If you ate junk food every day, chances are you wouldn’t notice the steady decline in your health—that is until after the damage was already done. The same thing can be said when it comes to money: you can’t see the negative affects your bad habits are having on your finances until you’re too far gone. When you do, you’re in damage control and it feels like it will take a lifetime to dig yourself out. How does one avoid that trap?
The answer might be simpler than you think. Just as we have the food guide to help us adopt a healthy diet, there are several guidelines out there to help you develop healthy spending habits. While these guides are only rules of thumb, they provide a good starting point.
One popular rule of thumb comes from Elizabeth Warren who knows a thing or two about balancing the household books; she’s a bankruptcy expert and the Harvard Law School professor who led the creation of the U.S. Consumer Financial Protection Bureau. To help families get their financial house in order, Warren co-authored All Your Worth: The Ultimate Lifetime Money Plan with her daughter-in-law Ameilia Warren Tyagi. In it, they explain their 50/30/20 rule that they say will ease your money worries.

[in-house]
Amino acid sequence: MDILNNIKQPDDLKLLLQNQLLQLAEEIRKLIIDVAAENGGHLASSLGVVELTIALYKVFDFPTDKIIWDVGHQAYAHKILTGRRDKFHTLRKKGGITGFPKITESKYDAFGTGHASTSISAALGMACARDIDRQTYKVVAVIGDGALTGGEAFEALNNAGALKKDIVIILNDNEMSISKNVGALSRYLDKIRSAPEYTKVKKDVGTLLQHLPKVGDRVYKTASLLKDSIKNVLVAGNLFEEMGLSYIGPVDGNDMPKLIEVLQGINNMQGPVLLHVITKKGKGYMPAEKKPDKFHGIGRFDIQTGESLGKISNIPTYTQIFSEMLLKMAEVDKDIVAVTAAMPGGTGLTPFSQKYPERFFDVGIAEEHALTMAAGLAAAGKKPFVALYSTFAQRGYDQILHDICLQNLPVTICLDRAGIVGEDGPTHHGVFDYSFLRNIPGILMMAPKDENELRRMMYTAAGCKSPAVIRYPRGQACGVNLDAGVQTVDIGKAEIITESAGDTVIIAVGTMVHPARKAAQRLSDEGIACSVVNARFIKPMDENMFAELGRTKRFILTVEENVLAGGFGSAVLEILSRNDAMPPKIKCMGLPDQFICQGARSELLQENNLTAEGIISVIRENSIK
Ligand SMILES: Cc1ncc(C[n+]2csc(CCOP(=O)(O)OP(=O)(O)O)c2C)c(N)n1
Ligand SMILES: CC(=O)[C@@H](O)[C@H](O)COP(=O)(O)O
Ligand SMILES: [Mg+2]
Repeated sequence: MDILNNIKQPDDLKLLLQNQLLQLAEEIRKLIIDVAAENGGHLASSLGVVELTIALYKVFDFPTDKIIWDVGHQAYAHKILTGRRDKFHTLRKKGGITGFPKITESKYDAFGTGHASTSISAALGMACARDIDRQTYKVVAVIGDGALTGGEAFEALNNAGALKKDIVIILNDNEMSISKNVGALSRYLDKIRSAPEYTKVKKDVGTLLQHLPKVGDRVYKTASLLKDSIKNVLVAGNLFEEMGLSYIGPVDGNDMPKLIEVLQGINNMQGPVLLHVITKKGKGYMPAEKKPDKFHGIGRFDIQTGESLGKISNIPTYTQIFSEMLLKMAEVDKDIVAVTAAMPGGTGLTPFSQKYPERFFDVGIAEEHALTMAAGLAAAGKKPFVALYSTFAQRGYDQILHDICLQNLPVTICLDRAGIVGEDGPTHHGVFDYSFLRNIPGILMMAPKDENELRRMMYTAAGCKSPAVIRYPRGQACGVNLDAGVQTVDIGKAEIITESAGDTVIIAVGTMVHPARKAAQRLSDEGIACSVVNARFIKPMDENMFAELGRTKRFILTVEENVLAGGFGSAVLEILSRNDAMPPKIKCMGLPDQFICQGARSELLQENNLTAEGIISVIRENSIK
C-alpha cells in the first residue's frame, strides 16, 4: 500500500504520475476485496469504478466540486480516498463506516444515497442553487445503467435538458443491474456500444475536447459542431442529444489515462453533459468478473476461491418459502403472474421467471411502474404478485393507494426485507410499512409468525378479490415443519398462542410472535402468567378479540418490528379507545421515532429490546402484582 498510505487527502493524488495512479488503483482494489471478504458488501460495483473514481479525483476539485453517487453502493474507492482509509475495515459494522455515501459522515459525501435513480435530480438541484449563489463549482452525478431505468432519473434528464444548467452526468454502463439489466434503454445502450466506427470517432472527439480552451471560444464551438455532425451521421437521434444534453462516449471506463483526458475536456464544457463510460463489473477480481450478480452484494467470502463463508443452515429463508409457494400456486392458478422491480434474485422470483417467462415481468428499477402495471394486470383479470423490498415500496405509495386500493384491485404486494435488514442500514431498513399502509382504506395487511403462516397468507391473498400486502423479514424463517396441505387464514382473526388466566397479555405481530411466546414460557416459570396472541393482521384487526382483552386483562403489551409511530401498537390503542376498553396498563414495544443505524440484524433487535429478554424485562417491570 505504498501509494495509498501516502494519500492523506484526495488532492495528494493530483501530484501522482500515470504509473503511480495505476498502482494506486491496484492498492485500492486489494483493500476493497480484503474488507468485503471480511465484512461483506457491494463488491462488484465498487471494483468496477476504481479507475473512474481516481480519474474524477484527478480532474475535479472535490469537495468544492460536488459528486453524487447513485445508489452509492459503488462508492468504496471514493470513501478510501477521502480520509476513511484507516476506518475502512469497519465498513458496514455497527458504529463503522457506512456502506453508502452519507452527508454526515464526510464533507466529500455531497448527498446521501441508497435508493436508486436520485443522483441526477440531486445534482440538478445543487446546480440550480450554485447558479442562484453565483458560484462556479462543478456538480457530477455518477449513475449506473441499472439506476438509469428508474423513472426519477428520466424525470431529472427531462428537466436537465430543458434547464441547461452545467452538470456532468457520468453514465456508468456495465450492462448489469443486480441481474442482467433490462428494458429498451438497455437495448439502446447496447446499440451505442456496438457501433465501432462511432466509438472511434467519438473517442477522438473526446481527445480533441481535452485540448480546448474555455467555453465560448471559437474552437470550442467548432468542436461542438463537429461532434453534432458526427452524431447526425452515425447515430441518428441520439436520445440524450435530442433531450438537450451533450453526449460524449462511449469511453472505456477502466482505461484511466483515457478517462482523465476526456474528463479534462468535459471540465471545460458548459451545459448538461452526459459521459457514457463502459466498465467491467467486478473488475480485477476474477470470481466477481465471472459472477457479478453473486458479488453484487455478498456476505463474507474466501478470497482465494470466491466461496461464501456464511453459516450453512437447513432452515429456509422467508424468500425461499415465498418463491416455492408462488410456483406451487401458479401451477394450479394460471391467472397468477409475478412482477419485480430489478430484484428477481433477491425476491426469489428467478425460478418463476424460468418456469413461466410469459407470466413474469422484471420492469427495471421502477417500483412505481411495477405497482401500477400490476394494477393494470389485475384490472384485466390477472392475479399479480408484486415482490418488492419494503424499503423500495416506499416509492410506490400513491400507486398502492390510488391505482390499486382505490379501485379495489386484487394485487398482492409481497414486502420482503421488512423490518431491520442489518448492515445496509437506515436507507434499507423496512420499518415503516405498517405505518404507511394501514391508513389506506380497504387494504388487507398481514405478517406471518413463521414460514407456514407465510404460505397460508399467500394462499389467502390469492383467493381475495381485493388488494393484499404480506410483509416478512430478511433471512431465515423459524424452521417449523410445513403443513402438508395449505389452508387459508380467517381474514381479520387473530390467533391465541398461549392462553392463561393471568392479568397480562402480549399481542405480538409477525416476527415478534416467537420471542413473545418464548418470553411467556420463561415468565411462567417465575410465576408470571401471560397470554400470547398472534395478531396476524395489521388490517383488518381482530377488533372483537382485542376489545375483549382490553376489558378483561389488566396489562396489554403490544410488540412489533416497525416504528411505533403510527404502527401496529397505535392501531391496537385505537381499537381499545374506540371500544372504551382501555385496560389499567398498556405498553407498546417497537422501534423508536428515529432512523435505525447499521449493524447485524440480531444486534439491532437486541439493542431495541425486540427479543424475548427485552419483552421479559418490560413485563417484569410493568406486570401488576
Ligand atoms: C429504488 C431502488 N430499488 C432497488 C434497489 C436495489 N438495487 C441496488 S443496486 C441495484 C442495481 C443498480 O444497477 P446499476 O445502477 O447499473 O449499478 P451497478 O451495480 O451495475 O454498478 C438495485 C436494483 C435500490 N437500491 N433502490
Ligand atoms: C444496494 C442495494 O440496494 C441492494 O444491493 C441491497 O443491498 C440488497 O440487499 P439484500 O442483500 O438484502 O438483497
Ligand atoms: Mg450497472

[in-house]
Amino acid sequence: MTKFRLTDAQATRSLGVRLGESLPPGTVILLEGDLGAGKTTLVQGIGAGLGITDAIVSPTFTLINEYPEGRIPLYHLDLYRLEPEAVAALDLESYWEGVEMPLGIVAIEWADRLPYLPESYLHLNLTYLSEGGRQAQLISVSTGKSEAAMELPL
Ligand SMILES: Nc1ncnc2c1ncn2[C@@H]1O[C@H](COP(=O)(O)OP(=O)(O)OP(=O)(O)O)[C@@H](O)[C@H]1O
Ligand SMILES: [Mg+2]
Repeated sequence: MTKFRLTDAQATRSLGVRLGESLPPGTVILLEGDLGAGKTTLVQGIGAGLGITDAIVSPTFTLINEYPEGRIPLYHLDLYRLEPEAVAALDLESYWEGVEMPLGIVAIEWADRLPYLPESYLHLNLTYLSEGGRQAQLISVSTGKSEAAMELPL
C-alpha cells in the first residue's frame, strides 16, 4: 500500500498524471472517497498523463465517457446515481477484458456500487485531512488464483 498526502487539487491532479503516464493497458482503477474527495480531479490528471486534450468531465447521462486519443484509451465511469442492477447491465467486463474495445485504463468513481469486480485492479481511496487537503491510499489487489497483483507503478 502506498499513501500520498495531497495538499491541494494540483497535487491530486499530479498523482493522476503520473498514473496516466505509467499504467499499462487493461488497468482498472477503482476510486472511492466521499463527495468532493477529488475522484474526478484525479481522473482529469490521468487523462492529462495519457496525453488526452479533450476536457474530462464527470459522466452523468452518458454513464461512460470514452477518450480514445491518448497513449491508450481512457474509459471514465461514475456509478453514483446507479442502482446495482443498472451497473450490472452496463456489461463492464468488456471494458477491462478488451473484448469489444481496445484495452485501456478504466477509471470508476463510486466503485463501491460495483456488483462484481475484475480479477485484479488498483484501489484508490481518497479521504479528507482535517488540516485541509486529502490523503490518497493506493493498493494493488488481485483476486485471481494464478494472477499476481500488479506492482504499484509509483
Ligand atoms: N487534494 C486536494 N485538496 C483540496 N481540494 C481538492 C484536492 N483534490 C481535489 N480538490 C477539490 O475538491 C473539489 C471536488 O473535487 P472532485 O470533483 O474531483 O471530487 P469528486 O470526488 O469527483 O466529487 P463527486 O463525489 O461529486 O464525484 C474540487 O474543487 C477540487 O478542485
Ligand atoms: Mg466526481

It works like this: 50% of your take home pay goes to your needs (home, utilities, etc.), 30% goes to wants, with the remaining 20% going towards savings. The authors go on to illustrate that being out of balance on any one of these areas—including under spending on wants—can create financial challenges down the road.
When you stop to think about how tedious counting calories and carbs can be, Warren’s formula looks downright simple—simple, but effective. To learn more watch Bruce Sellery as he walks you through the rest of Warren’s plan and shows you how it can help you achieve a healthier financial life.